Coupled with the sensor is the new GR Engine III image processor, which boasts new noise-reduction technology to increase performance in low-light situations. Improved processing algorithms also reduce autofocusing times in dim conditions and give an overall boost to camera response times. Image size and resolution options are essentially unchanged from the GRD II, as shown in the table below.
|Mode||Aspect ratio||File format||Resolution||Fine||Normal|
|Still||4:3 (10M)||DNG.RAW||3648 x 2736||22MB|
|3:2 (9M)||3648 x 2432||17.6MB|
|1:1 (7M)||2736 x 2736||14.67MB|
|4:3||JPEG||3648 x 2736||4MB||2.32MB|
|3648 x 2432||3.52MB||2.04MB|
|2736 x 2736||3.03MB||1.76MB|
|3264 x 2448||1.87MB|
|2592 x 1944||1.22MB|
|2048 x 1536||0.81MB|
|1280 x 960||0.50MB|
|640 x 480||0.12MB|
|Text||JPEG||3648 x 2736||2.32MB|
|2048 x 1536||0.81MB|
Video capabilities are the same as the GR Digital II, which supports both VGA and QVGA recordings at frame rates of 30 and 15 fps. Movie clips are recorded as AVI files – with sound. The maximum recording time is 90 minutes – or up to 4GB. Typical recording times for a 2GB card are shown in the table below.
|Video format||Picture size
|Frame rate||Recording time/2GB card|
|Motion JPEG||640 x 480||30 fps||18 minutes 49 seconds|
|640 x 480||15 fps.||37 minutes 17 seconds|
|320 x 240||30 fps||48 minutes 13 seconds|
|320 x 240||15 fps.||94 minutes 11 seconds|
Playback and Software
Playback options include the usual single, index and slideshow modes plus auto rotation and DPOF tagging for automated printing. A new micro-thumbnail display function presents 81 thumbnail images on a single screen. You can resize images in-camera for emailing or web posting and copy files between the camera’s internal memory and a memory card.
Pressing the DISP. button changes the playback display. The Normal display overlays the shot with basic shooting information plus the battery status indicator. You can also overlay a small histogram, cause over-exposed highlights to blink or opt for no information overlays.
In-camera skew and level correction (for adjusting brightness levels) are also provided in playback mode, using the functions provided for image capture. In each case, the adjusted images are saved as separate files. Post-capture white balance correction is also provided.
The bundled raw conversion software is Irodio Photo & Video Studio, which combines a multimedia browser and viewer with an image and video editor. We’ve already covered this application in our review of the GR Digital II.
Shots taken with the test camera were detailed with natural-looking colours and modest saturation, although Imatest showed some boosting in reds and blues, particularly with JPEG files. Imatest also showed the test camera to be capable of excellent resolution with DNG.RAW files, which we converted with the DCRAW processing engine in Imatest itself. (This processing makes no corrections to any image parameter, unlike other raw file converters.) JPEG files were slightly below expectations and edge and corner softening was evident in many shots, as shown below.
A full-frame JPEG image of a detailed subject.
Centre crop from 100% enlargement of the above image.
Edge crop (left side) from 100% enlargement of the same image.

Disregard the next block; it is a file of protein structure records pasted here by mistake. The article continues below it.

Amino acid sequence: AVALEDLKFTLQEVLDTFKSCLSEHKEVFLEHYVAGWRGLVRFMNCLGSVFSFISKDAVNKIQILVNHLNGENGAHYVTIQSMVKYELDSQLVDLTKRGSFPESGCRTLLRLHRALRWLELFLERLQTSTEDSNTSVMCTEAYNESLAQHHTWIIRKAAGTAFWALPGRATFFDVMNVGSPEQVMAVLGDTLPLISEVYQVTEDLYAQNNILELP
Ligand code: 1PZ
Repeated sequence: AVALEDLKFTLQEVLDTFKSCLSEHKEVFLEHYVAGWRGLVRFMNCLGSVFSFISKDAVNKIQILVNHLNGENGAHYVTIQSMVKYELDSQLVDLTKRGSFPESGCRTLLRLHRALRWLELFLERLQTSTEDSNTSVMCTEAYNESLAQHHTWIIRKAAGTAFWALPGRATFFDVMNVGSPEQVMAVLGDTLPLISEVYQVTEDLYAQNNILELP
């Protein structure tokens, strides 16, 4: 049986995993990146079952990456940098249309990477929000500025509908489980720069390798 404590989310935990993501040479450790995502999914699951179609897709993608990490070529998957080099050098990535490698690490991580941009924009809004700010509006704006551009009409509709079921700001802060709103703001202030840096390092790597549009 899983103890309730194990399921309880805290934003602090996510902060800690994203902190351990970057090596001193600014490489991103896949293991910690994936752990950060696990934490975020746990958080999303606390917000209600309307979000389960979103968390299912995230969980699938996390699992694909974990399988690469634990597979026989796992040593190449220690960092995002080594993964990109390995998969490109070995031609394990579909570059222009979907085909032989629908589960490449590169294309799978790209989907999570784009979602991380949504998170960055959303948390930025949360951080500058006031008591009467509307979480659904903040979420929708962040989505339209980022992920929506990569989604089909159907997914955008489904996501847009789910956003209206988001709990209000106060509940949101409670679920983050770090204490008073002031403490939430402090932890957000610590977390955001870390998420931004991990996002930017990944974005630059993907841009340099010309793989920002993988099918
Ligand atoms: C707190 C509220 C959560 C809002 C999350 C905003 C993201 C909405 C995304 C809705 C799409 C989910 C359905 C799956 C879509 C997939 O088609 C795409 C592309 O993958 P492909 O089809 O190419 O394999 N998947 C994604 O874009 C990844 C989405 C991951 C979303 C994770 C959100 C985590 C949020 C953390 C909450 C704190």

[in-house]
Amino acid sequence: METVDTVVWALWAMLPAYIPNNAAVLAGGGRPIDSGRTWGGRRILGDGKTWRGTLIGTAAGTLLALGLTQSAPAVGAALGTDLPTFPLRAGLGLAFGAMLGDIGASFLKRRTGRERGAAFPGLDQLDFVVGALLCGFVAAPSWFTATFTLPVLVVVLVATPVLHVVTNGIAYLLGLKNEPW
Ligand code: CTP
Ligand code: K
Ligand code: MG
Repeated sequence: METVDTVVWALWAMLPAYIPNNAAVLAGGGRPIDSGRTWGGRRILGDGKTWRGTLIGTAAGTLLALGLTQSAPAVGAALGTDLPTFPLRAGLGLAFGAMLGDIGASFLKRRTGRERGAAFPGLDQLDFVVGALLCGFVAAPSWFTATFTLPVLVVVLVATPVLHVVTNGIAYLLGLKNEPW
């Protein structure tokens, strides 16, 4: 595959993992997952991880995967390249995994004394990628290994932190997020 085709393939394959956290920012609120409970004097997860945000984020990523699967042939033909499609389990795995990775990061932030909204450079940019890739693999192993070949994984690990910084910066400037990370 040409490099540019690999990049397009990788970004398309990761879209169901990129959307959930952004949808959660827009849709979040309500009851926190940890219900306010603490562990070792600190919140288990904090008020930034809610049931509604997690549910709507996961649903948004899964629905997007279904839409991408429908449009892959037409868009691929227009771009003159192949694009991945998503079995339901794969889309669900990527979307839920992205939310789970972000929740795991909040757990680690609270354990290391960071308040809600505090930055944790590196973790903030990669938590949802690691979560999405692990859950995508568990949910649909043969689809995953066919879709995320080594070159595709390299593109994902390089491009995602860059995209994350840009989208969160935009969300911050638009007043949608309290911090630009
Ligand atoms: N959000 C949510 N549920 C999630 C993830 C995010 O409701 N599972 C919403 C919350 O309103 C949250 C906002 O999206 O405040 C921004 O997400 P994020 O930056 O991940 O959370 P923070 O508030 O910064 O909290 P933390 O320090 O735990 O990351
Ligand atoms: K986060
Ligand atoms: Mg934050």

Edge crop (right side) from 100% enlargement of the same image.
Corner crop from 100% enlargement showing slight colour fringing as well as softening.
The colour accuracy graphs we obtained in our Imatest tests on raw files showed a slightly different pattern of colour shifts to our results from the GRD II but similar overall accuracy. JPEG test results showed more significant colour shifts.
Resolution was significantly higher across the lens aperture range with DNG.RAW files but both raw and JPEG files revealed edge softening across the lens aperture range in the review camera. The graph below shows the results of our tests.
Not unexpectedly, resolution declined as ISO sensitivity was increased, although not as much as we had expected – and less than we’ve found in many competing cameras. It seems the new sensor and image processor are delivering the promised improvements at high ISO settings. The graph below shows the results of our Imatest tests.
Lateral chromatic aberration was generally low and we found only slight evidence of coloured fringing in JPEG test shots. (Note: the difference between the JPEG and DNG files in the graphs below is due to automatic in-camera chromatic aberration correction of JPEG files; no such correction is applied when raw files are processed in DCRAW.) The images below show an example of slight fringing from a DNG.RAW file converted with Adobe Camera Raw.
The original, full-frame image.
Crop from the top left corner of a 100% enlargement of the above image. Fringing can be seen along the vertical edges.
No blotchiness was observed in shots taken at high ISO settings and, although granularity was evident at ISO 1600, it looked more like film grain than electronic noise. Lower sensitivities were comparatively noise-free. Slight colour shifts were observed in long exposures at ISO settings above 400.
Flash exposures were evenly balanced and the flash was capable of illuminating an average-sized room at all ISO settings from ISO 100 on. Flash close-ups were evenly exposed across the camera’s ISO range and only slight softening could be seen at the highest ISO settings, which were also free of colour shifts.